If you want to see what a car being smashed looks like but this time with 82 percent more energy, the IIHS will be living streaming a test with the new configuration today at 11:25 AM EST on its Facebook page.
Much like shockwaves from nearby supernovae can cause clouds of dust to coalesce and become new stars, the shockwaves of electrification and autonomy (which is still decades off at best but whatever, just go with it, that’s what every automaker is doing anyway) are pushing companies to merge. We’ve seen that with Fiat Chrysler and Peugeot, but weirdly, we haven’t seen that with Jaguar Land Rover. That’s surprising for me at least, because JLR is the smallest mainstream luxury carmaker, and while it’s part of the much larger Tata global conglomerate, Tata hasn’t exactly been coy about its desire to spin it off or sell it to someone else.
But now JLR is saying that it actually doesn’t want to be sold to someone else, and not because no one wants to buy it, no sir. It just likes being independent, thank you very much, though electrification will still require an alliance of some sort, JLR head Ralf Speth told Reuters:
“We feel the pressure” from demands to slash carbon emissions and develop electric vehicles, Jaguar Land Rover chief Ralf Speth said in an interview on the sidelines of the Los Angeles auto show.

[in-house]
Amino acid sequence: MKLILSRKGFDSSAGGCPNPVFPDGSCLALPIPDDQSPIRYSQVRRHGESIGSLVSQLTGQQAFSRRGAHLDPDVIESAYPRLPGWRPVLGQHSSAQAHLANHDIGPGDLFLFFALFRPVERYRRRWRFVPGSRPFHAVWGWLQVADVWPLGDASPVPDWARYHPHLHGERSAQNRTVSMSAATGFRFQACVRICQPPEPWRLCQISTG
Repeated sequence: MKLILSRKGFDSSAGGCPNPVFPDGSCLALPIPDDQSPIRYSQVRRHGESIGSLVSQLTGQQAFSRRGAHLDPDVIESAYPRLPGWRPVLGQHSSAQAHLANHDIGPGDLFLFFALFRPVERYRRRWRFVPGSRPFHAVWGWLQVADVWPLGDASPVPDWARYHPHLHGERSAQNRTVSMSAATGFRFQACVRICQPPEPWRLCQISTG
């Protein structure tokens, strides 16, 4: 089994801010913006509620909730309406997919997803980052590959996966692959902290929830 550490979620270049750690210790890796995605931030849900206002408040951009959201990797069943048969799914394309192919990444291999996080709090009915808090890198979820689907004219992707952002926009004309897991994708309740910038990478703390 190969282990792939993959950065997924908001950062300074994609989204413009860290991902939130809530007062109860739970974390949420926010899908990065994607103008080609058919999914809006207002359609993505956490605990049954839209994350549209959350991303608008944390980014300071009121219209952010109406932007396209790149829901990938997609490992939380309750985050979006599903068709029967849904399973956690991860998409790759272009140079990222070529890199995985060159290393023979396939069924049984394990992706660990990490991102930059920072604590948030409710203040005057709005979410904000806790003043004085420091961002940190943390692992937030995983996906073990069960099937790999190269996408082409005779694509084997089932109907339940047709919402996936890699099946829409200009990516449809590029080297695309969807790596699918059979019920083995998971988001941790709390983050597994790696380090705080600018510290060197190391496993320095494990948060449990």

But to the question of whether the company and its parent, Tata Motors Ltd. (TAMO.NS) are seeking a merger for Jaguar Land Rover, Speth said: “The answer is no. We can really survive on our own.”
The British luxury sedan and SUV maker is “always open” to discussions of technology alliances and component sharing with other companies, Speth said.
Earlier this year, the maker of Jaguar sedans and Land Rover SUVs agreed with German luxury automaker BMW AG to develop electric car parts jointly.
Jaguar has already said that the next XJ, traditionally the grandfather clock of big luxobarges, will be rocketed into the future by going all-electric.
But I feel like this is good news. The more carmakers are independent, the better for consumers and drivers.
Companies generally can’t collude when it comes to buying things from suppliers, because it’s one step from a cartel, which is one step from a monopoly. And in some places around the world, like in Germany, monopolies are still illegal. The German government found that Mercedes, Volkswagen, and BMW were all working together when it came to buying steel. Reuters has the word: